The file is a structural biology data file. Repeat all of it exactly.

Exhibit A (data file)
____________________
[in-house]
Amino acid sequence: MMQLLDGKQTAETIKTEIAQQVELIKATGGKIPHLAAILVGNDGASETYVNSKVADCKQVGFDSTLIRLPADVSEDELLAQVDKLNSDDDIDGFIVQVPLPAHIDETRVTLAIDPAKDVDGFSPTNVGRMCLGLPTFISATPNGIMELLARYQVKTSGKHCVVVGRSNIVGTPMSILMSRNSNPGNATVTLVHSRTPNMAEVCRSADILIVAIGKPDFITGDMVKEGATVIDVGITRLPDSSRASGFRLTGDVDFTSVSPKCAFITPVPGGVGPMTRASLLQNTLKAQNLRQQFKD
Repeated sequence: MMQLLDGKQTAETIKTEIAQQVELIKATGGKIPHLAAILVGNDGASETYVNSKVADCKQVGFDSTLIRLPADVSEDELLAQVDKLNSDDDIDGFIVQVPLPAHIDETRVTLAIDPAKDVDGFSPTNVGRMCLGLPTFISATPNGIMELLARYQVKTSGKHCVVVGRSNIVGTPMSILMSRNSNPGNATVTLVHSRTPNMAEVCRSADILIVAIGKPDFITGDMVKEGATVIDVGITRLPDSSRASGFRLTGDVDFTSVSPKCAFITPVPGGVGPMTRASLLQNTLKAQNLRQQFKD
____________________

[in-house]
Amino acid sequence: MMQLLDGKQTAETIKTEIAQQVELIKATGGKIPHLAAILVGNDGASETYVNSKVADCKQVGFDSTLIRLPADVSEDELLAQVDKLNSDDDIDGFIVQVPLPAHIDETRVTLAIDPAKDVDGFSPTNVGRMCLGLPTFISATPNGIMELLARYQVKTSGKHCVVVGRSNIVGTPMSILMSRNSNPGNATVTLVHSRTPNMAEVCRSADILIVAIGKPDFITGDMVKEGATVIDVGITRLPDSSRASGFRLTGDVDFTSVSPKCAFITPVPGGVGPMTRASLLQNTLKAQNLRQQFKD
Repeated sequence: MMQLLDGKQTAETIKTEIAQQVELIKATGGKIPHLAAILVGNDGASETYVNSKVADCKQVGFDSTLIRLPADVSEDELLAQVDKLNSDDDIDGFIVQVPLPAHIDETRVTLAIDPAKDVDGFSPTNVGRMCLGLPTFISATPNGIMELLARYQVKTSGKHCVVVGRSNIVGTPMSILMSRNSNPGNATVTLVHSRTPNMAEVCRSADILIVAIGKPDFITGDMVKEGATVIDVGITRLPDSSRASGFRLTGDVDFTSVSPKCAFITPVPGGVGPMTRASLLQNTLKAQNLRQQFKD